Horizon 2020 has been the biggest EU Research and Innovation programme so far with nearly €80 billion of funding made available over 7 years (2014 to 2020) – in addition to the private investment that this money has attracted.
Open to everyone, H2020 aims at securing Europe’s global competitiveness by ensuring that Europe produces world-class science and remove barriers to innovation in 22 areas such as key enabling technologies, ICT research & innovation, energy or health.
The common view of the EU Institutions is that the Framework Programmes for R&I have a high EU added value and that the implementation of the current Programme is largely a success.
Learn more about the impact assessment here.
Looking at the key findings of the 2018 Horizon Europe interim evaluation, the commission highlighted that ‘Horizon 2020 is attractive and relevant’. It offers ‘unique collaboration and networking opportunities’ and attracts newcomers who represents more than a half of the H2020 participants compared to the previous Framework Programme 7 (FP7). It underlined that Horizon 2020 is on track to contribute significantly to the creation of jobs and growth and added that ‘the evaluations of Horizon 2020-supported partnership initiatives show how effective they are in leveraging significant additional private and public funding and in aligning R&I priorities across Europe’.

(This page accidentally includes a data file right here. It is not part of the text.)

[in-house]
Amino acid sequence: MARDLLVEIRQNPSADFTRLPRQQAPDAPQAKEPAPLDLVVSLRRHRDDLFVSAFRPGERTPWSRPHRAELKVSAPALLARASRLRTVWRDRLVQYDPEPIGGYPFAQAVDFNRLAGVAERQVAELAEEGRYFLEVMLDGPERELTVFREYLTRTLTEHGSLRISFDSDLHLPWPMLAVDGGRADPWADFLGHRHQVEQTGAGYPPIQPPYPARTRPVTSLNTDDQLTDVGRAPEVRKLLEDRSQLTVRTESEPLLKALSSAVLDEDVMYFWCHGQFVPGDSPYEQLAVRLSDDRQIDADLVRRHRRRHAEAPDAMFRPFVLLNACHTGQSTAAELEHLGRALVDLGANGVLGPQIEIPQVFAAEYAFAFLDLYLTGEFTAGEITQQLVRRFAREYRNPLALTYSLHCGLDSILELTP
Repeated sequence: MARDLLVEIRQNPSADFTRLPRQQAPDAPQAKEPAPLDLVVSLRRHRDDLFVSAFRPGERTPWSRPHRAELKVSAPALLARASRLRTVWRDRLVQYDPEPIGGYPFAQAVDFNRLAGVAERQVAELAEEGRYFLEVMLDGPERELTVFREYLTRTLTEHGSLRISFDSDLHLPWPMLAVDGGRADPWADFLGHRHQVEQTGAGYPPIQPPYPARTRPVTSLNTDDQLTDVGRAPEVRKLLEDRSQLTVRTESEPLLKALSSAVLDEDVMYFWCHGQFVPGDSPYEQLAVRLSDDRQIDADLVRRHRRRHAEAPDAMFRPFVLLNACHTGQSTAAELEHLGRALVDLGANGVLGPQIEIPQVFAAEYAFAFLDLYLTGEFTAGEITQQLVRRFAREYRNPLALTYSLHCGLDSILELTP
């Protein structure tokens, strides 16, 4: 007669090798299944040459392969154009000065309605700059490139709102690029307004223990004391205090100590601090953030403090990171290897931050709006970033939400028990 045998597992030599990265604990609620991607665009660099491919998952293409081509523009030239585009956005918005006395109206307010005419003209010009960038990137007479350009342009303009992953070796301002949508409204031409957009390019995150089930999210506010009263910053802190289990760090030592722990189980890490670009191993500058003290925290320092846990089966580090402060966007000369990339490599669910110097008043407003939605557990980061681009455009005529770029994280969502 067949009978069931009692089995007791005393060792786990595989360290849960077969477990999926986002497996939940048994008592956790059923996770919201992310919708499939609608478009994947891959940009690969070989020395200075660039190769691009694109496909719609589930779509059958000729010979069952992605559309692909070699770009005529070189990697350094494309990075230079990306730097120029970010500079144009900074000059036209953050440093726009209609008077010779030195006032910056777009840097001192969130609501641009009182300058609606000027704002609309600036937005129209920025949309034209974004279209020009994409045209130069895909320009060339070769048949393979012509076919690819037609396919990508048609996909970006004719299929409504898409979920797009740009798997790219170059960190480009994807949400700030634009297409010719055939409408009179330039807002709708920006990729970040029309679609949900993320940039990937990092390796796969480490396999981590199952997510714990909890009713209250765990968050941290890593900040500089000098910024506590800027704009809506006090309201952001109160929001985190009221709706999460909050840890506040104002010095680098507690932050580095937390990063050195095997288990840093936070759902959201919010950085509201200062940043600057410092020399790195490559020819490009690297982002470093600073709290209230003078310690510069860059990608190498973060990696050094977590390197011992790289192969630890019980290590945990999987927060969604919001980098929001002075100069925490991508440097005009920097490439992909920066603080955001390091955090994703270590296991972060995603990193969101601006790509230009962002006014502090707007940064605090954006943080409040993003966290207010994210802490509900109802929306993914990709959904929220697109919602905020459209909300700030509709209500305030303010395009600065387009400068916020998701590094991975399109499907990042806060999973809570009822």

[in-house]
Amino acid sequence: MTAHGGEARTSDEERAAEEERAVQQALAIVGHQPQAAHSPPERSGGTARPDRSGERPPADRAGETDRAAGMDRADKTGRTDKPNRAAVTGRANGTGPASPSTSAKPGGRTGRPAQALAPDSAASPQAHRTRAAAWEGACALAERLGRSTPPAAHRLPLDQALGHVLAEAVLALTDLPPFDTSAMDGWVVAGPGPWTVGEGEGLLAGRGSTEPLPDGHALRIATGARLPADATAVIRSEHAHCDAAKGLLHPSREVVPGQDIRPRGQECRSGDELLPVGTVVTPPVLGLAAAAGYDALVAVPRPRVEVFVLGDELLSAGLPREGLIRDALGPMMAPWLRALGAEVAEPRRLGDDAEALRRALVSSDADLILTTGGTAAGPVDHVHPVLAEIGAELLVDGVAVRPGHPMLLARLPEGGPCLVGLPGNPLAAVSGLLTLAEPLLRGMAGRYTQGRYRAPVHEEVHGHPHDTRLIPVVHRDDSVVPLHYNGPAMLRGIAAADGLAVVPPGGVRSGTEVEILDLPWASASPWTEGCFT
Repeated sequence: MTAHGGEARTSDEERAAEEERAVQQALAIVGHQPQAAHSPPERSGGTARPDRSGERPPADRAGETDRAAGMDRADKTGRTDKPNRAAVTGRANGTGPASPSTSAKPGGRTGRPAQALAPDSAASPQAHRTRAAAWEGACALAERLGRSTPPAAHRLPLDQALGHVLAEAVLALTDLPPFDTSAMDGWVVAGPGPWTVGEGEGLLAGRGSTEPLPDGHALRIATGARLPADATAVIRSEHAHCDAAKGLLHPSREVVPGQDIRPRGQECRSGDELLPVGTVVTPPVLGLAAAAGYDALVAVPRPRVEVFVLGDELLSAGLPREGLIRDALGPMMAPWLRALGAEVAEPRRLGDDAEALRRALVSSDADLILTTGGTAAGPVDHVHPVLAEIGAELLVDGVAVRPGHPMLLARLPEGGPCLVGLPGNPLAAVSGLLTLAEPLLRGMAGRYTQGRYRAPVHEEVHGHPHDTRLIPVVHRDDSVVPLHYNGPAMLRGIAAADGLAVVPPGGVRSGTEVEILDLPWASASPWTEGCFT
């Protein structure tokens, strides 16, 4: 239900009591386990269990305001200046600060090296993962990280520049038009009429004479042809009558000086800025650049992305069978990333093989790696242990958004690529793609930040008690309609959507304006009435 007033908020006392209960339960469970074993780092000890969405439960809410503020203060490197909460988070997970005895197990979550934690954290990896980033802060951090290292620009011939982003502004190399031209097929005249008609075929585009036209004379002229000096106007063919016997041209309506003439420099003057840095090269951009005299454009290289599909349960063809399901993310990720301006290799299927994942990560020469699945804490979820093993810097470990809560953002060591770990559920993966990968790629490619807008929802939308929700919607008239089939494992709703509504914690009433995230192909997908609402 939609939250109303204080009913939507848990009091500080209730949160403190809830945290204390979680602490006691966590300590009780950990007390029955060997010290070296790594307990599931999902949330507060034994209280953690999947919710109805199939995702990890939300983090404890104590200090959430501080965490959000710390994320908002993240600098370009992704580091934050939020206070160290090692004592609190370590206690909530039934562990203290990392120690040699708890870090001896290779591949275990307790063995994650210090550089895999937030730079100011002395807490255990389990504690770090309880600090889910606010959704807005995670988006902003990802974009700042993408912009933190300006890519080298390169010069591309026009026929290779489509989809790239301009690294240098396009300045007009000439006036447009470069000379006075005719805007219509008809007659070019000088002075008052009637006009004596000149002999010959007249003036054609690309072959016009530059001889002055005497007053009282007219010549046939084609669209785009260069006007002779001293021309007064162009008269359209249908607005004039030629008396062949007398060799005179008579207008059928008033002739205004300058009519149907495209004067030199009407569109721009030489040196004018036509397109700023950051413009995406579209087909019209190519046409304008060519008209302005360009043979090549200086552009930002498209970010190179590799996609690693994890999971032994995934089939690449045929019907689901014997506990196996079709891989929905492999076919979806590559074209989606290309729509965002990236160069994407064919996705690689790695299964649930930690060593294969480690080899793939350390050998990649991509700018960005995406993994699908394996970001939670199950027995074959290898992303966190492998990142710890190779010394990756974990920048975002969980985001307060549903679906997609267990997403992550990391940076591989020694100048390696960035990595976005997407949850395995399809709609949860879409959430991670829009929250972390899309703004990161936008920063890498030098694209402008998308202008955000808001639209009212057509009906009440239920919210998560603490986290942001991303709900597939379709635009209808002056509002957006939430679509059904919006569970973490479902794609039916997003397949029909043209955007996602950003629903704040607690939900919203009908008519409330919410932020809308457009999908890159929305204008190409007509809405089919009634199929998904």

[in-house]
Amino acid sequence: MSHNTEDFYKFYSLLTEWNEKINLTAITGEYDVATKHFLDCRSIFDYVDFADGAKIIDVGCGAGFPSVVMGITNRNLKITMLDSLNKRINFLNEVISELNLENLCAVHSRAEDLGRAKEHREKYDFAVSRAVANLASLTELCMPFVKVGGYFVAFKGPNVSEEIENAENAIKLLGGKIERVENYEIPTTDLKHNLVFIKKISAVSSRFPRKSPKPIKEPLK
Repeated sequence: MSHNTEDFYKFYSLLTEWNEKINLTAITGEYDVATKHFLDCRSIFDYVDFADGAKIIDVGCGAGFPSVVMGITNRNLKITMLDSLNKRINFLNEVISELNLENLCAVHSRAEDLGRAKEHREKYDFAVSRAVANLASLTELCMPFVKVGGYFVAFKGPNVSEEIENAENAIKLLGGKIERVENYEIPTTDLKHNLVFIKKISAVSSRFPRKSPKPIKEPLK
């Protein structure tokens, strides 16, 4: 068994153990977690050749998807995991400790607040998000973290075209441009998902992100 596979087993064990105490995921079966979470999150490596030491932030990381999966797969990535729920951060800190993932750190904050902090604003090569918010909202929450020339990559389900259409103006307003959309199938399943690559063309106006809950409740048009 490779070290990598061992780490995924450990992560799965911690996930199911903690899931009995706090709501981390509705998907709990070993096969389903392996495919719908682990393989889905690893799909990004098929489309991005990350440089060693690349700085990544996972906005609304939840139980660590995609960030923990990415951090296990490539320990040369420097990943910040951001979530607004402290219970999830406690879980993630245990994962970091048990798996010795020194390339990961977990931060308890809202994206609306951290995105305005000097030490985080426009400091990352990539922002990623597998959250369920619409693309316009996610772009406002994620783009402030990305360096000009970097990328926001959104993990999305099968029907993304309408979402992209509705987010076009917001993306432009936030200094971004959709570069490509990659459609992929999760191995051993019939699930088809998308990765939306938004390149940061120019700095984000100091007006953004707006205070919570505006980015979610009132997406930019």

See the key figures on H2020 projects here.